119. NICO – THE MARBLE INDEX (1969)

I’d forgotten all about The Marble Index, such a crushingly pessimistic listen, that each and every remnant of its shimmering beauty seemed to have been catheterised by some dark unbearable grief. But recently I found my way back to it alongside it’s shining sister Desertshore, through an obsession with the last few Left Outsides albums, whose forest-spirit avant-folk seemed to rekindle some latent inclination towards the vaguely morbid. Or perhaps that was simply the onset of winter.

Nico had already recorded her first solo album, an exquisite assemblage of chamber folk, Chelsea Girl – by the time she reunited with former VU companion John Cale. I know of at least two people who believe that album to be the greatest record ever made, period – and I must say I like it a lot myself – but Nico detested it, seething with frustration when she first heard its neutered production. Even so, few could have predicted what would emerge from the sessions at the recording studio on Cienega Boulevard in LA in September ‘68. After all, Christa Päffgen had a face made for superstardom – icy blonde, geometric cheekbones – but there had been signs on Chelsea Girl (in particular on ‘It Was A Pleasure Then’ where accompaniment was provided not by Jackson Browne, but by the Velvets’ core, so it came out howling and droning like a wrung out ‘Black Angels Death Song’) that she was striving to be taken seriously as an artist too.

To that end, she rejected her own beauty, dyed her hair dark red, wrapped herself in a shroud of death and like Scott Walker – a contemporary also at pains to prove he was more than simply a pretty face – reinvented herself as existential goth queen. I’ve always suspected an additional element of contrariness in this transformation which happened just as she moved from NYC to sunny California, but who knows? For certain the timing must have made the contrast in her appearance seem even sharper.

The album’s desperate bleakness resulted from a confluence of factors. Cale cultivated in its timbre a sound reflecting his interest in modern European classical music and Nico had been feeding off the mad ramblings of Jim Morrison who encouraged her to explore her inherently darker sensibilities, and gorge upon the opium-fuelled poetry of Coleridge. She had also acquired a harmonium and it’s droning wheeze perfectly captures the album’s dark spirit.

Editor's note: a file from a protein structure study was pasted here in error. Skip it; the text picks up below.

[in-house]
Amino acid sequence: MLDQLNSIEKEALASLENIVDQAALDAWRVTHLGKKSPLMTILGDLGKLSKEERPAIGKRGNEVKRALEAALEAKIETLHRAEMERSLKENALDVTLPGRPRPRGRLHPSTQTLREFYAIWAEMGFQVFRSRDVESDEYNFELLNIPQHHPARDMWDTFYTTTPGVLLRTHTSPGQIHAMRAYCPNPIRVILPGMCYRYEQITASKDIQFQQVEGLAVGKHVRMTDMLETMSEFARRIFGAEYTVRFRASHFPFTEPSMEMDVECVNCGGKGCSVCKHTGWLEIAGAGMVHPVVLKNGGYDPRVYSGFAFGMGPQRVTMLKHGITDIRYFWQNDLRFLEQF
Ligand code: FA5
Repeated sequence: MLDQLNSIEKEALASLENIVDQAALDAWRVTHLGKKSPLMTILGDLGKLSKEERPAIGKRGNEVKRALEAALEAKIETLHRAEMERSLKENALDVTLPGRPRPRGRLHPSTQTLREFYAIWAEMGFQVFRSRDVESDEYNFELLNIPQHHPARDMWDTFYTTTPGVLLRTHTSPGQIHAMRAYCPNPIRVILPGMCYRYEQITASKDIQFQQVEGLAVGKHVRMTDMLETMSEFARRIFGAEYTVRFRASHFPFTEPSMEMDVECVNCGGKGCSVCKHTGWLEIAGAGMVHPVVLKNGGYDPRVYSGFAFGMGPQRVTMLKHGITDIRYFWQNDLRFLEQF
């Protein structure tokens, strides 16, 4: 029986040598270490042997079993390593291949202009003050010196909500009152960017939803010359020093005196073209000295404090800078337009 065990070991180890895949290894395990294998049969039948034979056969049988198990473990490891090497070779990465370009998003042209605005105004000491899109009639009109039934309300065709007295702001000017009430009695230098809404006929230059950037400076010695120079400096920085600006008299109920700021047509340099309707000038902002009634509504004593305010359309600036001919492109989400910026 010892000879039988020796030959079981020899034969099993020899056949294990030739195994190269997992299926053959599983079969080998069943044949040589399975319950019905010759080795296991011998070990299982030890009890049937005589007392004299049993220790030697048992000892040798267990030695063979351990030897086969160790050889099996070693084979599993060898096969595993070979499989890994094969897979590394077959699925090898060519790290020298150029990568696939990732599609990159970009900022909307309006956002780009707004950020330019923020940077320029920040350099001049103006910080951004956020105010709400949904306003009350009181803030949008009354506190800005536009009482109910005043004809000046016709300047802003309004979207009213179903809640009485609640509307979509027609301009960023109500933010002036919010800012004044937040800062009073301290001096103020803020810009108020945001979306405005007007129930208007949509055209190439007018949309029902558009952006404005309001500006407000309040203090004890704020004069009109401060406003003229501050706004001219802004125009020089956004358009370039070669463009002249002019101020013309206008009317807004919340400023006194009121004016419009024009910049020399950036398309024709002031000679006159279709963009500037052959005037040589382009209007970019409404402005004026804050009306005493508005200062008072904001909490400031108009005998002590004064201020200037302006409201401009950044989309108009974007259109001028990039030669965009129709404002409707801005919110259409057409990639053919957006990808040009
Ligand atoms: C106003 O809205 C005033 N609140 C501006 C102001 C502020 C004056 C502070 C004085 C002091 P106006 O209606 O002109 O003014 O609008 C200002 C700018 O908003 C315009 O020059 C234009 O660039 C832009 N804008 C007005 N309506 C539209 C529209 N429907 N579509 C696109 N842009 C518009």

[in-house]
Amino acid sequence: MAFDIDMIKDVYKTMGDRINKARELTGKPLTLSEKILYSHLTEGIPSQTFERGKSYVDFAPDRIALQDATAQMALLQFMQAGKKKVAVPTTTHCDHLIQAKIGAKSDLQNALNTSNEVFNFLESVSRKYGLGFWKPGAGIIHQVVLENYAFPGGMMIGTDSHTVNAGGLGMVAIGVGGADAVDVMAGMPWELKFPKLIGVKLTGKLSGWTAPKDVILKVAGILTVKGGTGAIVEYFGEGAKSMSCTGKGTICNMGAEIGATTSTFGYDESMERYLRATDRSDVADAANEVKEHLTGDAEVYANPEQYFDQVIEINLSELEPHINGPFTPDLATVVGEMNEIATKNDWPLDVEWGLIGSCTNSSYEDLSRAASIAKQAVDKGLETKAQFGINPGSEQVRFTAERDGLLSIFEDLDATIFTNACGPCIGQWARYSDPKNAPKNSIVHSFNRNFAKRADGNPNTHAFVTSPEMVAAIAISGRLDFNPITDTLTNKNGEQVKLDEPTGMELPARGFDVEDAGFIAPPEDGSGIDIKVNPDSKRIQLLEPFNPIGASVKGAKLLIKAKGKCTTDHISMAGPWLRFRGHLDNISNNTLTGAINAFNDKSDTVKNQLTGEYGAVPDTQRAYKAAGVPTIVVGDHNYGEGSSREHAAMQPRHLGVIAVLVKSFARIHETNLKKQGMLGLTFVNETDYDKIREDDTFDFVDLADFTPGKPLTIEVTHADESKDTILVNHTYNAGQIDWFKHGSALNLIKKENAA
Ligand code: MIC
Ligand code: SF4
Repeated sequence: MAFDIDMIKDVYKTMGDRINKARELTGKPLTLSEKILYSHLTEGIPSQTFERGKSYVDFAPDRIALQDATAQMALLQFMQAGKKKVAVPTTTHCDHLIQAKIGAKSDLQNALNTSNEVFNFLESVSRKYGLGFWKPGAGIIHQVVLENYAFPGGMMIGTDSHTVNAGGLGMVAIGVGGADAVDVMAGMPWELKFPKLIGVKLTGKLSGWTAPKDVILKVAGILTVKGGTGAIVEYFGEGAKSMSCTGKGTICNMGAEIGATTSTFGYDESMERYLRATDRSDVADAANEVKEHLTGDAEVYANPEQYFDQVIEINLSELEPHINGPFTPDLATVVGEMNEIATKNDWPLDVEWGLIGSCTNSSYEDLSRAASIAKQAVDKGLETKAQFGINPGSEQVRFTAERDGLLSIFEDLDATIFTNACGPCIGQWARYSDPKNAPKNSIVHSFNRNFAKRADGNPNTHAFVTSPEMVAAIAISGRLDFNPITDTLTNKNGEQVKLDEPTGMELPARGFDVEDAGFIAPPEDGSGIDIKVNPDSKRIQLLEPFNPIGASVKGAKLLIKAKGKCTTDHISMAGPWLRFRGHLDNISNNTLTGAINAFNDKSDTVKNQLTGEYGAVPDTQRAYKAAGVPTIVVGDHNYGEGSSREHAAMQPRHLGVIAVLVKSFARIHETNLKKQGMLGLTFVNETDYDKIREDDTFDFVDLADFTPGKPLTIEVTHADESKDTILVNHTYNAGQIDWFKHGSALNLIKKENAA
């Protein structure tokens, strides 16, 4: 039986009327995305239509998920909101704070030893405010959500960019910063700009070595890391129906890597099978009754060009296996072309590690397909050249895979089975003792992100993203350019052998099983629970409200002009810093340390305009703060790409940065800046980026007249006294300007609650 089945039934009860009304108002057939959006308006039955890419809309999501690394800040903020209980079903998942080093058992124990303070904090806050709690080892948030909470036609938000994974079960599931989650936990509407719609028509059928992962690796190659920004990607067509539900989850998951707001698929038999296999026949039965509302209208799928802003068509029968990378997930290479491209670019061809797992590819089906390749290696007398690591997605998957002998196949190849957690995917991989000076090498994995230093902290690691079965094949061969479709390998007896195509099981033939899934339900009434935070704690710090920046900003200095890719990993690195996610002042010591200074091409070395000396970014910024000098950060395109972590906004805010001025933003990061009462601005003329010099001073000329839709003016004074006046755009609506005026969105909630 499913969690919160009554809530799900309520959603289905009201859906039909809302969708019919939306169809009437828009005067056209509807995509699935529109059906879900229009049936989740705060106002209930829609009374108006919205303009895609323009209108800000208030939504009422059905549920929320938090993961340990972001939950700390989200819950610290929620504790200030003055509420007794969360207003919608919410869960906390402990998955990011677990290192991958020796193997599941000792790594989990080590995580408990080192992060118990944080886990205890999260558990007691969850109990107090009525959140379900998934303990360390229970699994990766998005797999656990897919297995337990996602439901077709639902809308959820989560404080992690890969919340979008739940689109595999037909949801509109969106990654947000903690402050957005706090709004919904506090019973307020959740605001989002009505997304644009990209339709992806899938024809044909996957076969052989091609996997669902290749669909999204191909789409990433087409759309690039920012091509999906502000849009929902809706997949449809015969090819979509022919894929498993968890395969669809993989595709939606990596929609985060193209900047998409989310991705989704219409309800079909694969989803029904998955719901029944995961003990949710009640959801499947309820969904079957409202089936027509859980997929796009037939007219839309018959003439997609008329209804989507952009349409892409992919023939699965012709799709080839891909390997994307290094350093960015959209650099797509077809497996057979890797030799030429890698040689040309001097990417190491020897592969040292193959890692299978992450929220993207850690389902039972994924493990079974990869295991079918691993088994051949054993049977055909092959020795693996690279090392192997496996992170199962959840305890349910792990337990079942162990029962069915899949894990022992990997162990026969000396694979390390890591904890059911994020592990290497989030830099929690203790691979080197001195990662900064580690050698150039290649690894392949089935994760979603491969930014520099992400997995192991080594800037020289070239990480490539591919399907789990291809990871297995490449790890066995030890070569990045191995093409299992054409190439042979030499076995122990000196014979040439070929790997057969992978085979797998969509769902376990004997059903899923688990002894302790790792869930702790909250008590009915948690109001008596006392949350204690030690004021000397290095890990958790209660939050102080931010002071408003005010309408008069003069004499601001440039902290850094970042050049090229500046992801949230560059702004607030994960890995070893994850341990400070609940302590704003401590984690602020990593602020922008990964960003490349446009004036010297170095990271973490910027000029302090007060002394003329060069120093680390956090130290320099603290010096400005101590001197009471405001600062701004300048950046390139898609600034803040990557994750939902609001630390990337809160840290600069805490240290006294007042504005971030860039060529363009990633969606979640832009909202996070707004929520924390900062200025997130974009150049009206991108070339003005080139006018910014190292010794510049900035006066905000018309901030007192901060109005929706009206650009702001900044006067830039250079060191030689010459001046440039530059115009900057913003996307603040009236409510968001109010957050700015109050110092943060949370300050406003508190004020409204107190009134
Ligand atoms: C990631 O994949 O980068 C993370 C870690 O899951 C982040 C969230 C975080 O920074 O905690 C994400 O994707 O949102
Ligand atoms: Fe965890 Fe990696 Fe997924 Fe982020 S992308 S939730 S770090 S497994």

According to some accounts, Nico and Cale reputedly spent the whole time feuding whilst strung out on smack. All too much for in-house producer Frazier Mohawk, who could barely bring himself to put the finishing touches to the album, first of all consigning four of its bleakest compositions to the dustbin of history and then handing over the reins to Cale who became defacto producer. Cale claimed Nico’s harmonium was out of tune with everything but that didn’t matter, and in some ways it was entirely fitting. When after being left alone for two days, he played back his mix of the album to her, Nico reputedly wept with joy.

The album’s title is taken from a line in Wordsworth’s Prelude, which also lends its title to the short but incredibly beautiful opening instrumental. After that brief moment of transcendence darkness descends, beginning with ‘Lawns Of Dawns’ whose sonic refractions – like mirrors on the ocean, now glistening on the surface, now submerged beneath – parallel its author’s psychological disintegration. “Can you follow me?/Can you follow my distresses/My caresses, fiery guesses?/Swim and sink into/Early morning mercies”

There are dissonant chamber pieces (‘No-one Is There’) and ‘Ari’s Song’ (named after her son) which promises some relief but replete with droning pump organ entangled in some strange sonic barbed wire, was reckoned by Rolling Stone to be “the least comforting lullaby ever recorded”

On ‘Facing The Wind’, whose bizarre martial piano comes across like a discarded instrumental from Tom Waits’ Rain Dogs, Nico’s voice is electronically distorted giving it an even eerier more expressionistic quality: “It’s holding me against my will/And doesn’t leave me still/Amazons are riding out/To find a meaning for the name, my name.”

Cale’s fingerprints are everywhere in evidence but nowhere more so than on ‘Frozen Warnings’ whose bubbling ‘Baba O’Riley’ type pulse is underwritten by the insistent and unfluctuating drone of his viola.

And as far as apocalyptic finales go, the sinister spiralling ‘Evening Of Light’ takes some beating. “In the morning of my winter/When my eyes are still asleep/A dragonfly laying in a coat of snow/I’ll send to kiss your heart for me/Midnight winds are landing at the end of time/The children are jumping in the evening of light/A thousand sins are heavy in the evening of light.” It is ‘Tubular Bells’ turned inside out by Beelzebub, an agonising descent – as the last rays of light are slowly extinguished by the clattering noise and chaos of the welcome party for Hades.

The album clocks in at a mere half hour. Not everything about The Marble Index is black, but almost everything is. Its doomed unremitting litanies suggest catastrophe but it possesses an undeniable ‘slash your wrists’ nocturnal beauty and marks the moment Nico’s career as an artist truly began. (JJ)